Teddy Bear Paradise, also known as Denise Oneal Serot and Denise Oneal, is accused of mailing a letter addressed to Bush at the White House on Nov. 7, 2008. The letter had a return address with the name “Teddy B. Paradise, Honolulu Hawaii,” according to an affidavit by Secret Service Special Agent Todd Nerlin that was filed in U.S. District Court.
In the letter, Paradise wrote, “I am coming to Washington, D.C. to murder you,” according to the affidavit.
The Office of Housing and Community Development is pleased to announce that it is currently accepting applications to its Native American Housing Assistance and Self-Determination Act (NAHASDA) Home Repair Loan Program. NAHASDA was established by the Department of Hawaiian Home Lands (DHHL) and administered by the Office of Housing and Community Development to make low-interest loans available to low-and moderate-income DHHL lessees who are interested in repairing their primary residence. The NAHASDA loan can be used for roof repairs, electrical and plumbing work, sewer improvements, termite treatment and damages caused by termites or wood rot and the installation of a solar water heating system in conjunction with repairs. Loans range from $2,500 to $50,000 at 0% to 3% interest. The interest rate is set based on age and income. Applicants 62 years or older and very-low income may have a 0% interest and deferred payment loan with a possible grant provision. For more information or an application contact Dawnelle Forsythe at 959-4642. Application packets can also be found on-line at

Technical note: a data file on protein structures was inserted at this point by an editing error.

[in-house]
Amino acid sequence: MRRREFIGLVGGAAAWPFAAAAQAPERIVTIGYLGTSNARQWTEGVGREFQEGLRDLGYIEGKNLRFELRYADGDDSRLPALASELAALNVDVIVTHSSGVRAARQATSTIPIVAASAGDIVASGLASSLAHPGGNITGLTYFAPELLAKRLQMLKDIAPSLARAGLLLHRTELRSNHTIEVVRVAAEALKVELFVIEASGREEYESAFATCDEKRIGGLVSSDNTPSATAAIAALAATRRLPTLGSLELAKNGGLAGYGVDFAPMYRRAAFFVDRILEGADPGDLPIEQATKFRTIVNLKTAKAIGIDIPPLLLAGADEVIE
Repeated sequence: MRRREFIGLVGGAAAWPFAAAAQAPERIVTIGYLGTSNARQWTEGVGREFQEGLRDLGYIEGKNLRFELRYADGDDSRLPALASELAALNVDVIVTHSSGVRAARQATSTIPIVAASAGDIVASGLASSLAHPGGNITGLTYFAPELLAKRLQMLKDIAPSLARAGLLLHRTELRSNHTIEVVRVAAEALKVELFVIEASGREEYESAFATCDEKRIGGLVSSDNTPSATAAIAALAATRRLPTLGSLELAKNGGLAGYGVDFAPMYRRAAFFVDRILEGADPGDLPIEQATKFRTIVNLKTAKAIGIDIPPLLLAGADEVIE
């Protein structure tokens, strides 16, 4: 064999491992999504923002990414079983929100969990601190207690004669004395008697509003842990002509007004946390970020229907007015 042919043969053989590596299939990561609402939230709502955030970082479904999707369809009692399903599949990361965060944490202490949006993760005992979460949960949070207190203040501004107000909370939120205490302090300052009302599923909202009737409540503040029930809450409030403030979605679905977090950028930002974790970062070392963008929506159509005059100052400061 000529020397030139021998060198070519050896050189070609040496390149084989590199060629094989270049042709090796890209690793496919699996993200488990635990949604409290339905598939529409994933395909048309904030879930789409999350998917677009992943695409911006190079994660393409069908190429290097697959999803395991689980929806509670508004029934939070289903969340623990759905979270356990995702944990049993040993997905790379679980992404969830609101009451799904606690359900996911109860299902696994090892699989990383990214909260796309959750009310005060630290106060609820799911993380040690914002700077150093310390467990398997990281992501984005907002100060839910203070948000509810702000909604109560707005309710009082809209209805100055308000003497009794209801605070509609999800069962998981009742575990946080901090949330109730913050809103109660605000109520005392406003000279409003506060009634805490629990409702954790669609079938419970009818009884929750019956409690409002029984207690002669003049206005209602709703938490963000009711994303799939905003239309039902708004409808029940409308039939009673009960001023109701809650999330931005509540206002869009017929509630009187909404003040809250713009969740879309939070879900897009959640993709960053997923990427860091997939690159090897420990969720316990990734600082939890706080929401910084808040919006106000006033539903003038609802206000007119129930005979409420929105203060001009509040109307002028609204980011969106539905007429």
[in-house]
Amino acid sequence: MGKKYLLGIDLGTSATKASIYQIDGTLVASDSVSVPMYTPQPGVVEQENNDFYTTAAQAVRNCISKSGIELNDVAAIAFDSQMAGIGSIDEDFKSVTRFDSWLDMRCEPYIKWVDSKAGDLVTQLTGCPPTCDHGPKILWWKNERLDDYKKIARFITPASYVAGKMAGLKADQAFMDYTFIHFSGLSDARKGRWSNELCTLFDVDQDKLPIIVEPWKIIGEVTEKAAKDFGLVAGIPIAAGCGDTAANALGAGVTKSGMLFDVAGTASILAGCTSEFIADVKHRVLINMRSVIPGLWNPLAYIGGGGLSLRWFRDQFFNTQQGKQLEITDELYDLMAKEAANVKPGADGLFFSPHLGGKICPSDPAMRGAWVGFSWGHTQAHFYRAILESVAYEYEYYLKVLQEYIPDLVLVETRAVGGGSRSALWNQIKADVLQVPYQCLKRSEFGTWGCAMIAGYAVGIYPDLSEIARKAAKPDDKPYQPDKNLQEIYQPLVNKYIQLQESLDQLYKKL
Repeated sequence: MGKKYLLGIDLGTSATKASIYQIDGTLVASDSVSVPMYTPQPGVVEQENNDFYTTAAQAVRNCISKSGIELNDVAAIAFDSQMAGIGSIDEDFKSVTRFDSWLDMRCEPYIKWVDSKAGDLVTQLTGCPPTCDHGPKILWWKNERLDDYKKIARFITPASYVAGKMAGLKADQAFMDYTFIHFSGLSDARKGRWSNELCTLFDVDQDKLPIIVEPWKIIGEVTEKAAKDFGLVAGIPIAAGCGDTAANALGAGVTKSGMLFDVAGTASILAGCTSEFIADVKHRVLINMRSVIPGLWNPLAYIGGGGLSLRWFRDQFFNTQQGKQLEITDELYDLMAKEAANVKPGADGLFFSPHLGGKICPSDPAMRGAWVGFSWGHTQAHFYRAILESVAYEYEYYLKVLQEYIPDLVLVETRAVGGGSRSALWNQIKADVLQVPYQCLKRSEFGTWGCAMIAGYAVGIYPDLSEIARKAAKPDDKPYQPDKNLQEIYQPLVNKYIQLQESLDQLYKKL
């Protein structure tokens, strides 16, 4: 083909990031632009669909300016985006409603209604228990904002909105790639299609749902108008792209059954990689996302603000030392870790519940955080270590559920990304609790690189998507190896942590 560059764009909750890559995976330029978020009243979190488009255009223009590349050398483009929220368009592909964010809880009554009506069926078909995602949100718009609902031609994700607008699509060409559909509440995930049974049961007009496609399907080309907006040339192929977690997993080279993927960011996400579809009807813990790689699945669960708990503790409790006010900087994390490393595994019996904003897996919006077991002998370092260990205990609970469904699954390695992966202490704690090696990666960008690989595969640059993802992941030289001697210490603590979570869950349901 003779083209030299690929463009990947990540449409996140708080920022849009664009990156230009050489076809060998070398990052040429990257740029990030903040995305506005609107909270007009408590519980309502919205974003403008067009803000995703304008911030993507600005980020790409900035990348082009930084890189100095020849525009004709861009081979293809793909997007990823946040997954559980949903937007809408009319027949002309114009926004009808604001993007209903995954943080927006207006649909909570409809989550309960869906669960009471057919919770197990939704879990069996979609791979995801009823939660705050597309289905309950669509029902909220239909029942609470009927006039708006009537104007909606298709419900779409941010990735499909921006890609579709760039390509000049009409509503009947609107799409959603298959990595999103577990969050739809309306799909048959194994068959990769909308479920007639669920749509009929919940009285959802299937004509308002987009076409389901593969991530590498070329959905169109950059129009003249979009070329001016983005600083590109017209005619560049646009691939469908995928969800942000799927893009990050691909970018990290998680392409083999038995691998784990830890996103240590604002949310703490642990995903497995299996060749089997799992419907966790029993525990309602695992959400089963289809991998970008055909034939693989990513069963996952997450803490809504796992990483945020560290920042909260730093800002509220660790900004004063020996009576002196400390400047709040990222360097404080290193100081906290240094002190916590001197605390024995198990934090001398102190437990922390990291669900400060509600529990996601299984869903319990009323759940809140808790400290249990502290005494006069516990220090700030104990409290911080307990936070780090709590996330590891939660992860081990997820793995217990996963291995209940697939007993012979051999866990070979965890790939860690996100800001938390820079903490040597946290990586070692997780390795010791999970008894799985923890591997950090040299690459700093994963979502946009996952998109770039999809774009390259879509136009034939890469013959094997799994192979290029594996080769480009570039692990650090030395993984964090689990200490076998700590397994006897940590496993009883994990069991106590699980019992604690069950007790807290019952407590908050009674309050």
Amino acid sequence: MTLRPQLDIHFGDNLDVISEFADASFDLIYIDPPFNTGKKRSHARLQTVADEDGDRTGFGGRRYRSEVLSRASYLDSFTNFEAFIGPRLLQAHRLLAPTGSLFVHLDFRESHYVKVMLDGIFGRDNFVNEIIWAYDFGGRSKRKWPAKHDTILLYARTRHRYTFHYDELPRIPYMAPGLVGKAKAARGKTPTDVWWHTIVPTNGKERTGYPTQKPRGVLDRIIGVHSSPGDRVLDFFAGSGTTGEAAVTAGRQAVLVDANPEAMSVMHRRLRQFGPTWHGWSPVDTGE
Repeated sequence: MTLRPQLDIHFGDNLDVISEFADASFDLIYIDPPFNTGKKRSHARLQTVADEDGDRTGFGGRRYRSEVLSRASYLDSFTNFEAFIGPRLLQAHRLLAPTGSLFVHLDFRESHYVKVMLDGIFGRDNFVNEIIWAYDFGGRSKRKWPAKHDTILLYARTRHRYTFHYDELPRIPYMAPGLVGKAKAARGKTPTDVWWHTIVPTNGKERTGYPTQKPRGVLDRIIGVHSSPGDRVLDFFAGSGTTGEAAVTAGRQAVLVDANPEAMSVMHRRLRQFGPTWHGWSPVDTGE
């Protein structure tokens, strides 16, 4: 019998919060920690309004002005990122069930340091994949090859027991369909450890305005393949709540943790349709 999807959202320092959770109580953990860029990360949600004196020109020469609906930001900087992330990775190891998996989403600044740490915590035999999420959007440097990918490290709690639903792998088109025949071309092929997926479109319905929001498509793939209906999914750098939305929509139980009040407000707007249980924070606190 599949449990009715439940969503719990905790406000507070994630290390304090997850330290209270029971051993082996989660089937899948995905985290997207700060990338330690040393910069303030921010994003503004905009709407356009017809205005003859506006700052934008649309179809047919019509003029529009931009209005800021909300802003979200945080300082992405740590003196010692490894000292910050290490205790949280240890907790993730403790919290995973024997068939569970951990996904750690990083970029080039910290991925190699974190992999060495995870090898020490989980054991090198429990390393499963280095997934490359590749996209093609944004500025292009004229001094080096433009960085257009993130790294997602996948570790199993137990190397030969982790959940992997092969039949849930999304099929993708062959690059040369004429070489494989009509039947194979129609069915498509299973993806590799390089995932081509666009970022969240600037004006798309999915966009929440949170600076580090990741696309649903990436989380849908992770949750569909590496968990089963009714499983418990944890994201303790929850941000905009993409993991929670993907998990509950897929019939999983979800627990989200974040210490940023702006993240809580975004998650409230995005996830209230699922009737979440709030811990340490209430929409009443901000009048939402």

For more information about this topic please call Dawnelle Forsythe at 959-4642 or e-mail at firstname.lastname@example.org.